Each year we teach around 120 students about animal care and veterinary nursing. This picture is taken in our main teaching classroom, of Steph, our past student and current vet nurse technician, in charge of running classes and maintaining the welfare of all the animals in our care. Her lovely dog, Milly, is a regular attendee at our classes. I don't suppose most people think about it much, but ensuring the well being of the animals we care for during the training is an issue we have to be transparent about all the time.
The Animal Welfare Act of 1999 governs how we use animals for research, testing and teaching (RTT) in New Zealand. The passing of this law marked a major milestone in the development of New Zealand's animal welfare system and apparently includes some of the world's most progressive and comprehensive animal welfare law. It took effect from 1 January 2000.
The main reason for the Act is the obligation to care for animals. Although it outlines penalties for ill-treatment of animals, there is greater emphasis on prevention by clearly establishing the obligations of those responsible for the care of animals. The needs of animals take note of the internationally recognised five freedoms:
- proper and sufficient food and water
- adequate shelter
- the opportunity to display normal patterns of behaviour
- physical handling in a way which minimises the likelihood of unreasonable or unnecessary pain or distress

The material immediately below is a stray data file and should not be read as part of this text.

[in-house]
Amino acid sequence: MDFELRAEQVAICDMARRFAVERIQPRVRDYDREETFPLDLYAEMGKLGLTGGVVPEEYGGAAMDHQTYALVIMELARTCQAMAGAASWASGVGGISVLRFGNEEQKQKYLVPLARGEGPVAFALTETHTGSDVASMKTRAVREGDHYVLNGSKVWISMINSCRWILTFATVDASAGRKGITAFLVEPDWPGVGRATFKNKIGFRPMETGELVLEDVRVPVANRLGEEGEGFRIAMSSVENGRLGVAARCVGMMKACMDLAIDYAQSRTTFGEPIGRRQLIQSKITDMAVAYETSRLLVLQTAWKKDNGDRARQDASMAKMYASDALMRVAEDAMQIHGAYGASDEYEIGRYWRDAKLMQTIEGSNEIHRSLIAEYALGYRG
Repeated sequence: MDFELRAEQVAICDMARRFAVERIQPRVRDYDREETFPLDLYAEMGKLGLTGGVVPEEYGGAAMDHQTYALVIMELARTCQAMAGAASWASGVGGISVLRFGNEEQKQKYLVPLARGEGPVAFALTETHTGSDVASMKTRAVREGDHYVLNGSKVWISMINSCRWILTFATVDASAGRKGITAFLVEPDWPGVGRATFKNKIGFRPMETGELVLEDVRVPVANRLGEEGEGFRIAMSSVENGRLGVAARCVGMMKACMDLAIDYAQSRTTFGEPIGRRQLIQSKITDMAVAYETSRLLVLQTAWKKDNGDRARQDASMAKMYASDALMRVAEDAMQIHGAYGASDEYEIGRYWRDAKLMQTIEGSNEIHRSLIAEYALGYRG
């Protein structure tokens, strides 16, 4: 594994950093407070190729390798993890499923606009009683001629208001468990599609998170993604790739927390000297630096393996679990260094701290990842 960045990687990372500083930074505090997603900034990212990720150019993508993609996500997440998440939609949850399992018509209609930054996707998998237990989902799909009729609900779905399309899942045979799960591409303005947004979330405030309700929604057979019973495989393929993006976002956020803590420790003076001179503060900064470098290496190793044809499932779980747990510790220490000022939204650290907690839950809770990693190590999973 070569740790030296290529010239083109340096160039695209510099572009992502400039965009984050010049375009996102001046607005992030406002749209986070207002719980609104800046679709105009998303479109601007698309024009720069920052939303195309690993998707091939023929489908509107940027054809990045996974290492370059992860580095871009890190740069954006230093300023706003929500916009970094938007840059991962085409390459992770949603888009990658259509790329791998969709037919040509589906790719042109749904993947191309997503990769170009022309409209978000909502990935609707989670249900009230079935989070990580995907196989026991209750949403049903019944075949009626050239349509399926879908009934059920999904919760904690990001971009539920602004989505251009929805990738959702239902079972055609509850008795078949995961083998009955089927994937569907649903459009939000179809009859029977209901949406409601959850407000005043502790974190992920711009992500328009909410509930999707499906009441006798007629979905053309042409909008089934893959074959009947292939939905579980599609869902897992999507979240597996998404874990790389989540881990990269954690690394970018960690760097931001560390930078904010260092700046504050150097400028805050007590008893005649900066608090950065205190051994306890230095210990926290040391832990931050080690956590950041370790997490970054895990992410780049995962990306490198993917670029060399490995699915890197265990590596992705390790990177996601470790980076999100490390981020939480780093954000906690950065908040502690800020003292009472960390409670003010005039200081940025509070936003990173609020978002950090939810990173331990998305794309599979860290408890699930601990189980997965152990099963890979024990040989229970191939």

- protection from, and rapid diagnosis of, any significant injury or disease.
It is an offence to use live animals in research, testing and teaching unless:
- a person (including an organisation) has an approved code of ethical conduct (CEC) or works for a person who holds an approved CEC and
- individual projects are approved by an Animal Ethics Committee (AEC) and carried out in accordance with any conditions imposed
- The term “research, testing and teaching” covers any research, testing or teaching that involves the “manipulation” of any animal.
What we can do is to make use of replacement methods.
So we use stuffed toys to start their skills:
"Dog bandaging practice"
A fake breathing cat fits the bill for an expo on pet products :)
We use models for anatomy training -
Plastic models that come to pieces like a 3d jigsaw... expensive but durable,
or moulded rubber
A real cat that is freeze dried ( yes, you can buy them...)
I guess better to use one for hundreds of students than a real cat.
We can also use online demonstrations...Sometimes we run carefully supervised teaching sessions with our own pets...Jess and Saffy loved these sessions, but I haven't used Saff since she was so ill.
Sometimes we have trouble telling which is the dog and which is the student :)
One are of concern has always been how often can you examine an animal, and obviously, it can vary with their temperament.... but we know that our students need to improve and learn their practical skills.
So we work out alternatives. The latest one we want to try is a technique for taking cat and dog rectal temperatures!Apparently, when placed in warm water, these "water wigglers" make perfect substitutes for the real thing!!!
Finally, I had to share this twitter from Stephen Fry today - doing his bit for ethics and animal rescue...click on it to see the original and read the fine print.